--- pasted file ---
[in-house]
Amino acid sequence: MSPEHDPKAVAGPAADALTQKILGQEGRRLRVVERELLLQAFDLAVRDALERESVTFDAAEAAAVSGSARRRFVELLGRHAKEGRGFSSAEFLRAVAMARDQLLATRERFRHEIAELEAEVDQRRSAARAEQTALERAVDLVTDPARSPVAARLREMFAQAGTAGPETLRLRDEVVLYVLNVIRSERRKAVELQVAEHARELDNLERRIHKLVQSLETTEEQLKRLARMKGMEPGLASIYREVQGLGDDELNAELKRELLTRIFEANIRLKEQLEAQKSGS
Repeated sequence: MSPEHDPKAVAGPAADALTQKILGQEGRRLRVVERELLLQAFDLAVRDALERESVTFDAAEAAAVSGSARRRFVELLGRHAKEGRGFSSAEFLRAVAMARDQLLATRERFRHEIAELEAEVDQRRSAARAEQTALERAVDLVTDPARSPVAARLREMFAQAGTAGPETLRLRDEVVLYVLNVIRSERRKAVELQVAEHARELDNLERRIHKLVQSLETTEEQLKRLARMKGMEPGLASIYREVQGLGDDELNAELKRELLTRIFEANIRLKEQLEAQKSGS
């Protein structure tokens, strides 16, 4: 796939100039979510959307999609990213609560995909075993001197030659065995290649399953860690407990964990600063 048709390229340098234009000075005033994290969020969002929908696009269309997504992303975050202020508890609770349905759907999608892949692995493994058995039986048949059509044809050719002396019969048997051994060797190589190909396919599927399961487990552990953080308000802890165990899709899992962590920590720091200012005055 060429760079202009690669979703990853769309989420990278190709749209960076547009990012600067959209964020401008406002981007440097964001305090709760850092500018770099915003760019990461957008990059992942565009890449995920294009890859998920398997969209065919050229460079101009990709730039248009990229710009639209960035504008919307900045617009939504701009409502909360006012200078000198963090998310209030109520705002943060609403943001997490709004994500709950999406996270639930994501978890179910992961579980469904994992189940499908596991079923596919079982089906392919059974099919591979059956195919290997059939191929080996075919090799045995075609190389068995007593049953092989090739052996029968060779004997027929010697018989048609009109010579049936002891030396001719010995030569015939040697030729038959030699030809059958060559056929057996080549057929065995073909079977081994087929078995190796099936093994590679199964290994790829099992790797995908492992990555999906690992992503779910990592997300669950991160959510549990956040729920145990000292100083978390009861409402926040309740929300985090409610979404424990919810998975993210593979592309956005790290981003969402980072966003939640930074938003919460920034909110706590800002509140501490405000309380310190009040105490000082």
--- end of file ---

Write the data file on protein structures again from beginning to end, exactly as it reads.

[in-house]
Amino acid sequence: MSPEHDPKAVAGPAADALTQKILGQEGRRLRVVERELLLQAFDLAVRDALERESVTFDAAEAAAVSGSARRRFVELLGRHAKEGRGFSSAEFLRAVAMARDQLLATRERFRHEIAELEAEVDQRRSAARAEQTALERAVDLVTDPARSPVAARLREMFAQAGTAGPETLRLRDEVVLYVLNVIRSERRKAVELQVAEHARELDNLERRIHKLVQSLETTEEQLKRLARMKGMEPGLASIYREVQGLGDDELNAELKRELLTRIFEANIRLKEQLEAQKSGS
Repeated sequence: MSPEHDPKAVAGPAADALTQKILGQEGRRLRVVERELLLQAFDLAVRDALERESVTFDAAEAAAVSGSARRRFVELLGRHAKEGRGFSSAEFLRAVAMARDQLLATRERFRHEIAELEAEVDQRRSAARAEQTALERAVDLVTDPARSPVAARLREMFAQAGTAGPETLRLRDEVVLYVLNVIRSERRKAVELQVAEHARELDNLERRIHKLVQSLETTEEQLKRLARMKGMEPGLASIYREVQGLGDDELNAELKRELLTRIFEANIRLKEQLEAQKSGS
């Protein structure tokens, strides 16, 4: 796939100039979510959307999609990213609560995909075993001197030659065995290649399953860690407990964990600063 048709390229340098234009000075005033994290969020969002929908696009269309997504992303975050202020508890609770349905759907999608892949692995493994058995039986048949059509044809050719002396019969048997051994060797190589190909396919599927399961487990552990953080308000802890165990899709899992962590920590720091200012005055 060429760079202009690669979703990853769309989420990278190709749209960076547009990012600067959209964020401008406002981007440097964001305090709760850092500018770099915003760019990461957008990059992942565009890449995920294009890859998920398997969209065919050229460079101009990709730039248009990229710009639209960035504008919307900045617009939504701009409502909360006012200078000198963090998310209030109520705002943060609403943001997490709004994500709950999406996270639930994501978890179910992961579980469904994992189940499908596991079923596919079982089906392919059974099919591979059956195919290997059939191929080996075919090799045995075609190389068995007593049953092989090739052996029968060779004997027929010697018989048609009109010579049936002891030396001719010995030569015939040697030729038959030699030809059958060559056929057996080549057929065995073909079977081994087929078995190796099936093994590679199964290994790829099992790797995908492992990555999906690992992503779910990592997300669950991160959510549990956040729920145990000292100083978390009861409402926040309740929300985090409610979404424990919810998975993210593979592309956005790290981003969402980072966003939640930074938003919460920034909110706590800002509140501490405000309380310190009040105490000082």